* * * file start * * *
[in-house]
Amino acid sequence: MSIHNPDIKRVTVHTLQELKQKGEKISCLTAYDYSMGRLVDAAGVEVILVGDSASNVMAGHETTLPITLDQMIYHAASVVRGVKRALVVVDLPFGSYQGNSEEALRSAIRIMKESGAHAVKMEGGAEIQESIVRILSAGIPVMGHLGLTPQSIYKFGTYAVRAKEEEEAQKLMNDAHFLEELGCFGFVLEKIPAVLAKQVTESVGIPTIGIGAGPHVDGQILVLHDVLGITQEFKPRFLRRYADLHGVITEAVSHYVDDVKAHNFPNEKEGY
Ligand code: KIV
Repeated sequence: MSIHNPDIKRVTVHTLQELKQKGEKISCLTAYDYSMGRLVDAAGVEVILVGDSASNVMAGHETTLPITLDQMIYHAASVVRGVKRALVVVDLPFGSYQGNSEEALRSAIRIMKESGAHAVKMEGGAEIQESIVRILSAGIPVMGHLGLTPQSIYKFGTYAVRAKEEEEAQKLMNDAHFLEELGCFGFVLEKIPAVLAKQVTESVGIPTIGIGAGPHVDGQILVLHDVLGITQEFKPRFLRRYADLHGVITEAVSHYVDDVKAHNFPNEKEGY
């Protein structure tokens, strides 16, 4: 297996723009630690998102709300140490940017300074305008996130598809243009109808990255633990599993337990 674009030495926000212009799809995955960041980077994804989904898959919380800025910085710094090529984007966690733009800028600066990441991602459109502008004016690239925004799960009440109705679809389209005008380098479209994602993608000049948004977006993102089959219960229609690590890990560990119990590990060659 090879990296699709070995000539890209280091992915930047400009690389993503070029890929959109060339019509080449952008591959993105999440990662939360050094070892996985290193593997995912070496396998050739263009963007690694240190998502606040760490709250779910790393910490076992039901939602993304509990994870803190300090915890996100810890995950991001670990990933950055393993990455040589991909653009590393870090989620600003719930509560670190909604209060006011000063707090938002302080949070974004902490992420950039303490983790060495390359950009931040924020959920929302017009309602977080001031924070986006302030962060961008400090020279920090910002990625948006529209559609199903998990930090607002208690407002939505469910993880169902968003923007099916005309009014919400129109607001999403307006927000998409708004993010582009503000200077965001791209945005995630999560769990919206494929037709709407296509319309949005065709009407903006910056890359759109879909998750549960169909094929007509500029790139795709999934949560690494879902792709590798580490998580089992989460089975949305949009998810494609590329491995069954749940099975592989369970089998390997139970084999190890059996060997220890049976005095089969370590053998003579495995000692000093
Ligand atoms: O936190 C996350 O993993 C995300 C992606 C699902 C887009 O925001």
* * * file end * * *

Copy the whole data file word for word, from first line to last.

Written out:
[in-house]
Amino acid sequence: MSIHNPDIKRVTVHTLQELKQKGEKISCLTAYDYSMGRLVDAAGVEVILVGDSASNVMAGHETTLPITLDQMIYHAASVVRGVKRALVVVDLPFGSYQGNSEEALRSAIRIMKESGAHAVKMEGGAEIQESIVRILSAGIPVMGHLGLTPQSIYKFGTYAVRAKEEEEAQKLMNDAHFLEELGCFGFVLEKIPAVLAKQVTESVGIPTIGIGAGPHVDGQILVLHDVLGITQEFKPRFLRRYADLHGVITEAVSHYVDDVKAHNFPNEKEGY
Ligand code: KIV
Repeated sequence: MSIHNPDIKRVTVHTLQELKQKGEKISCLTAYDYSMGRLVDAAGVEVILVGDSASNVMAGHETTLPITLDQMIYHAASVVRGVKRALVVVDLPFGSYQGNSEEALRSAIRIMKESGAHAVKMEGGAEIQESIVRILSAGIPVMGHLGLTPQSIYKFGTYAVRAKEEEEAQKLMNDAHFLEELGCFGFVLEKIPAVLAKQVTESVGIPTIGIGAGPHVDGQILVLHDVLGITQEFKPRFLRRYADLHGVITEAVSHYVDDVKAHNFPNEKEGY
């Protein structure tokens, strides 16, 4: 297996723009630690998102709300140490940017300074305008996130598809243009109808990255633990599993337990 674009030495926000212009799809995955960041980077994804989904898959919380800025910085710094090529984007966690733009800028600066990441991602459109502008004016690239925004799960009440109705679809389209005008380098479209994602993608000049948004977006993102089959219960229609690590890990560990119990590990060659 090879990296699709070995000539890209280091992915930047400009690389993503070029890929959109060339019509080449952008591959993105999440990662939360050094070892996985290193593997995912070496396998050739263009963007690694240190998502606040760490709250779910790393910490076992039901939602993304509990994870803190300090915890996100810890995950991001670990990933950055393993990455040589991909653009590393870090989620600003719930509560670190909604209060006011000063707090938002302080949070974004902490992420950039303490983790060495390359950009931040924020959920929302017009309602977080001031924070986006302030962060961008400090020279920090910002990625948006529209559609199903998990930090607002208690407002939505469910993880169902968003923007099916005309009014919400129109607001999403307006927000998409708004993010582009503000200077965001791209945005995630999560769990919206494929037709709407296509319309949005065709009407903006910056890359759109879909998750549960169909094929007509500029790139795709999934949560690494879902792709590798580490998580089992989460089975949305949009998810494609590329491995069954749940099975592989369970089998390997139970084999190890059996060997220890049976005095089969370590053998003579495995000692000093
Ligand atoms: O936190 C996350 O993993 C995300 C992606 C699902 C887009 O925001």